What You Should Know:
– HHS’ Biomedical Advanced Research and Development Authority (BARDA) is partnering with Evidation Health on research to develop a predictive algorithm for symptoms of COVID-19 by monitoring first responders to understand susceptibility to infection.
– The research will use de-indentifed data self-reported from survey participants and collected from wearable devices to track symptoms of COVID-19 in high-risk individuals.
– The goal is to better understand their susceptibility to the virus, potentially resulting in an early-warning algorithm that would allow individuals to better understand their symptoms and take precautions against the spread.
Evidation Health today announced a new effort to develop an early warning algorithm to detect symptoms of COVID-19 and to understand susceptibility to infection, funded by the Biomedical Advanced Research and Development Authority (BARDA), part of the Office of the Assistant Secretary for Preparedness and Response at the U.S. Department of Health and Human Services (HHS) and the Bill & Melinda Gates Foundation. Accelerating detection and containment of the virus is a crucial focus area for the Gates Foundation, which has committed $250 million to address the COVID-19 pandemic.
Early Warning System for COVID-19
The Evidation platform will analyze behavior, including sleep and activity patterns, alongside self-reported symptoms for 300 people at high risk of developing COVID-19. This builds on Evidation’s current, ongoing 150,000-person nationwide initiative tracking people’s health and attitudes during the pandemic, COVID-19 Pulse.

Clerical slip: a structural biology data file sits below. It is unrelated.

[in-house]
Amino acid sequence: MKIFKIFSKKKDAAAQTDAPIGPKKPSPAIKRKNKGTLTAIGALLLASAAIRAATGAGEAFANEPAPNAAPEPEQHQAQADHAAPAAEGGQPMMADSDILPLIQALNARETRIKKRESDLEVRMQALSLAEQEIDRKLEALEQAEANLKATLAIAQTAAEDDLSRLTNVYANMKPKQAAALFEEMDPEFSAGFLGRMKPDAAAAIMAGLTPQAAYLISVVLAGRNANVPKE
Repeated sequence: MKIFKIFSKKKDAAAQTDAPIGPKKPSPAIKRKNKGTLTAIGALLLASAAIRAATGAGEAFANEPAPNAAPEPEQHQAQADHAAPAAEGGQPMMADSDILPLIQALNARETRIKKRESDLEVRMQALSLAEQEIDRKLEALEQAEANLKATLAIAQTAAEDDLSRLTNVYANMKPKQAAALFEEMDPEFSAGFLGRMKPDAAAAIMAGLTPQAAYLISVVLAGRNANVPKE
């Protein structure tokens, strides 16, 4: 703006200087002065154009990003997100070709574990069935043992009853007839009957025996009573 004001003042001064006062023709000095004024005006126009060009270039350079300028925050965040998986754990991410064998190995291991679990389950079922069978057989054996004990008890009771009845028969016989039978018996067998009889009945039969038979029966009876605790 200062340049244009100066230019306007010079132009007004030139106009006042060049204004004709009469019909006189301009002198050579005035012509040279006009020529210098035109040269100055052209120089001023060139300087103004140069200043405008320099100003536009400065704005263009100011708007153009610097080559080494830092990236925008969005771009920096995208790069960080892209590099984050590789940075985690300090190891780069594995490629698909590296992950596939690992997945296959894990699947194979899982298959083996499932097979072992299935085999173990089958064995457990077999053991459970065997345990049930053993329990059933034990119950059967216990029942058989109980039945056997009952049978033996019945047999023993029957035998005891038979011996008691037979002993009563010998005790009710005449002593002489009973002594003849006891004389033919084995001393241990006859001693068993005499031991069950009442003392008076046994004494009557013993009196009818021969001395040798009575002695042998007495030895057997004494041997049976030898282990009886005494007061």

The analysis, performed in collaboration with non-profit 4YouandMe, will use de-identified data generated by self-reporting and wearable devices to track symptoms of COVID-19 in those at particularly high risk, including health care workers and other first responders, in order to better understand susceptibility to SARS-CoV-2 infection. One potential outcome of this work is an early warning algorithm to help individuals better understand and monitor their respiratory disease symptoms and take precautions against their spread.
“The ability to self-monitor and be informed of health status will empower Americans in their decisions to help slow the spread of this pandemic and improve health outcomes for people with COVID-19,” said BARDA Acting Director, Gary Disbrow, Ph.D. “This pilot study is not only an early step in demonstrating the utility of models developed using person-generated health data but also may provide data to better understand the varied symptoms of COVID-19.”